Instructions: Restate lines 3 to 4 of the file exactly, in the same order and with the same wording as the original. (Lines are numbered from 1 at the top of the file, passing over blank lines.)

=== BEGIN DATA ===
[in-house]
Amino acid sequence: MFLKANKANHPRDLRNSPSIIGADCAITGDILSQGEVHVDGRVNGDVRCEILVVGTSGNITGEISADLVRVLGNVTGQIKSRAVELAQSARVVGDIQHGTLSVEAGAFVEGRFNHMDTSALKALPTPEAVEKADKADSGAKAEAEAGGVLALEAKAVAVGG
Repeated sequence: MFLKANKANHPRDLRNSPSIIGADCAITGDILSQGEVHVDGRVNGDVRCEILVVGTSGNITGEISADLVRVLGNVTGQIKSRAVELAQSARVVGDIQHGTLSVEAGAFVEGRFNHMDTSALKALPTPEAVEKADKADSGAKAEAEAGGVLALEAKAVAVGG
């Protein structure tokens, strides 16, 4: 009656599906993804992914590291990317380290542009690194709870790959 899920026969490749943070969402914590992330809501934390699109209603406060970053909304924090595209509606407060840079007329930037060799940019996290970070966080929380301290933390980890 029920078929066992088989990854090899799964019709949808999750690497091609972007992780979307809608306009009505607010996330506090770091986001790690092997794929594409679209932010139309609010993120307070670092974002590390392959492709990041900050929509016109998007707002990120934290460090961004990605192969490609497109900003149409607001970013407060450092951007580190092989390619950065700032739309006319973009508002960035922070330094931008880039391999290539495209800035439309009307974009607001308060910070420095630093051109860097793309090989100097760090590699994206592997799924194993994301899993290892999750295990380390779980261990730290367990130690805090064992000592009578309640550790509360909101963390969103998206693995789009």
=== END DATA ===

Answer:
Repeated sequence: MFLKANKANHPRDLRNSPSIIGADCAITGDILSQGEVHVDGRVNGDVRCEILVVGTSGNITGEISADLVRVLGNVTGQIKSRAVELAQSARVVGDIQHGTLSVEAGAFVEGRFNHMDTSALKALPTPEAVEKADKADSGAKAEAEAGGVLALEAKAVAVGG
């Protein structure tokens, strides 16, 4: 009656599906993804992914590291990317380290542009690194709870790959 899920026969490749943070969402914590992330809501934390699109209603406060970053909304924090595209509606407060840079007329930037060799940019996290970070966080929380301290933390980890 029920078929066992088989990854090899799964019709949808999750690497091609972007992780979307809608306009009505607010996330506090770091986001790690092997794929594409679209932010139309609010993120307070670092974002590390392959492709990041900050929509016109998007707002990120934290460090961004990605192969490609497109900003149409607001970013407060450092951007580190092989390619950065700032739309006319973009508002960035922070330094931008880039391999290539495209800035439309009307974009607001308060910070420095630093051109860097793309090989100097760090590699994206592997799924194993994301899993290892999750295990380390779980261990730290367990130690805090064992000592009578309640550790509360909101963390969103998206693995789009």